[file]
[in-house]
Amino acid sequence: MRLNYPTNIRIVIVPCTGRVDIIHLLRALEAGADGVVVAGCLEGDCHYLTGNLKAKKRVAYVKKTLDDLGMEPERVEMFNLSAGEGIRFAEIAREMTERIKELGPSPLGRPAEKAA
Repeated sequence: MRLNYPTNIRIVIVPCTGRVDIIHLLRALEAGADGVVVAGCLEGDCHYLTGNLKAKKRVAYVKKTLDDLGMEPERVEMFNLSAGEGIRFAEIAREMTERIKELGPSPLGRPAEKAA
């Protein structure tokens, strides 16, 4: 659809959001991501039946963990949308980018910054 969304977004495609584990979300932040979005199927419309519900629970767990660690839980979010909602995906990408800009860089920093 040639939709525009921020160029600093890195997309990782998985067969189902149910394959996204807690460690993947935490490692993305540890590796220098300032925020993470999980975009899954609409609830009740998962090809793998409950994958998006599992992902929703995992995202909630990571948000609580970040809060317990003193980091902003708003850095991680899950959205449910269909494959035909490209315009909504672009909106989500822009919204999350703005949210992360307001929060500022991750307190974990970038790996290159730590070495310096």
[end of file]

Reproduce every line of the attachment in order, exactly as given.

[in-house]
Amino acid sequence: MRLNYPTNIRIVIVPCTGRVDIIHLLRALEAGADGVVVAGCLEGDCHYLTGNLKAKKRVAYVKKTLDDLGMEPERVEMFNLSAGEGIRFAEIAREMTERIKELGPSPLGRPAEKAA
Repeated sequence: MRLNYPTNIRIVIVPCTGRVDIIHLLRALEAGADGVVVAGCLEGDCHYLTGNLKAKKRVAYVKKTLDDLGMEPERVEMFNLSAGEGIRFAEIAREMTERIKELGPSPLGRPAEKAA
């Protein structure tokens, strides 16, 4: 659809959001991501039946963990949308980018910054 969304977004495609584990979300932040979005199927419309519900629970767990660690839980979010909602995906990408800009860089920093 040639939709525009921020160029600093890195997309990782998985067969189902149910394959996204807690460690993947935490490692993305540890590796220098300032925020993470999980975009899954609409609830009740998962090809793998409950994958998006599992992902929703995992995202909630990571948000609580970040809060317990003193980091902003708003850095991680899950959205449910269909494959035909490209315009909504672009909106989500822009919204999350703005949210992360307001929060500022991750307190974990970038790996290159730590070495310096």